Addressing rights is uniquely important in family planning programs. Family planning involves gender and power dynamics as well as religious and cultural sensitivities. And because family planning has demographic implications, governments set goals for use. Without a rights-based focus, the potential for coercion and abuse exists.
MOVING FROM NUMBERS TO PEOPLE
A rights-based approach to family planning is one in which all phases of a program are viewed through the lens of respecting, protecting, and fulfilling rights: establishing policy, conducting needs assessment, planning, implementation, monitoring, evaluation, and problem management. Rights-based family planning is driven by the needs and rights of the people the program is meant to serve, rather than the program’s numeric goals.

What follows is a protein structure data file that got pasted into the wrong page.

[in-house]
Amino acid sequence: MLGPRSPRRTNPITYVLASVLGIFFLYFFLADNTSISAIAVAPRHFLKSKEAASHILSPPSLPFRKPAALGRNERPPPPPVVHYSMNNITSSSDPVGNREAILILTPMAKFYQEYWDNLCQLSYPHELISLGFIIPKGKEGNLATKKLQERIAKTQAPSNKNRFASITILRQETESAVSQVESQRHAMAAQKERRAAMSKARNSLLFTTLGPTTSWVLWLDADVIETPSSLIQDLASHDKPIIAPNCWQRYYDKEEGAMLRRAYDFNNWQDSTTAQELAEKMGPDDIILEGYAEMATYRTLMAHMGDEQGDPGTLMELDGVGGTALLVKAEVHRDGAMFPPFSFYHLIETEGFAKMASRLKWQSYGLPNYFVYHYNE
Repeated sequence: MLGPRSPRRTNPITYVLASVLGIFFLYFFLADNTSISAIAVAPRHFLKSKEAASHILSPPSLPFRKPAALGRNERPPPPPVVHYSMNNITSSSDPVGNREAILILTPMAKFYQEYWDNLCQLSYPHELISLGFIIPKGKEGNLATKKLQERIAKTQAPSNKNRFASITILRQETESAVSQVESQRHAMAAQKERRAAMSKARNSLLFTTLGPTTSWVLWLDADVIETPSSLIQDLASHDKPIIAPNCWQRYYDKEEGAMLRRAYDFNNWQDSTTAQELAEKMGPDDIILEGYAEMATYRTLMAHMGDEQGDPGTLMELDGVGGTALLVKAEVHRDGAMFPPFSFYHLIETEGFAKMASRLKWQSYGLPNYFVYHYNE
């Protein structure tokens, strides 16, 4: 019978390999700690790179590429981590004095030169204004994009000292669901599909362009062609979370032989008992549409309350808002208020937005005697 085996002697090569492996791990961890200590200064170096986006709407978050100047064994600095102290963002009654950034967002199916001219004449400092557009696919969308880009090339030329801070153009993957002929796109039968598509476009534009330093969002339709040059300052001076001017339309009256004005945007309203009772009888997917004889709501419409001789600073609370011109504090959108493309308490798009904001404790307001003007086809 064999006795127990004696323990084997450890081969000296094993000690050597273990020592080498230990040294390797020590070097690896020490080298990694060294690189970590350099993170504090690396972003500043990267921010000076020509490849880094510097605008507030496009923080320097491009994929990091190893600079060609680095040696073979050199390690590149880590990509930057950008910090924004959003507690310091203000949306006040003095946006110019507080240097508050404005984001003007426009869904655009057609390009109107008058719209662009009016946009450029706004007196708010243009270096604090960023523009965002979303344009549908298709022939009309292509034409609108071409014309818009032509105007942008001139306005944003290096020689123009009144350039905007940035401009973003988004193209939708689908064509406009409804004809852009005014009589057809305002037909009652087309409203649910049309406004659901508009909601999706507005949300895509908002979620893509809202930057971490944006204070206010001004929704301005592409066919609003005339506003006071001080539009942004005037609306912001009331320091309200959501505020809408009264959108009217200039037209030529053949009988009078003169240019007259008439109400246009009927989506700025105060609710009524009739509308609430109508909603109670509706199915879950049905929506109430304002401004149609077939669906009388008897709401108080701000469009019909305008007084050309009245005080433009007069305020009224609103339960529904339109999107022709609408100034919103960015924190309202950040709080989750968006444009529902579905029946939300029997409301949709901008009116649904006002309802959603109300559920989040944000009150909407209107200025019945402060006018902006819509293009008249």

This doesn’t mean that numbers are unimportant. Numeric goals set a direction for progress and provide a yardstick for measuring it. The key is in remembering that the numbers are just indicators. The real success of a program lies in how well it meets the needs of the people it serves.
PUTTING THE RIGHTS-BASED APPROACH INTO PRACTICE
As FP2020 countries design, implement, and monitor their family planning programs, a commitment to rights must remain paramount. Determining how best to do this—how to operationalize rights and measure the extent to which rights are being fulfilled—is an ongoing concern in the family planning sector. A broad range of FP2020 partners are involved in different aspects of this work, from shaping guidelines to developing and evaluating programs, measurement tools, and accountability efforts: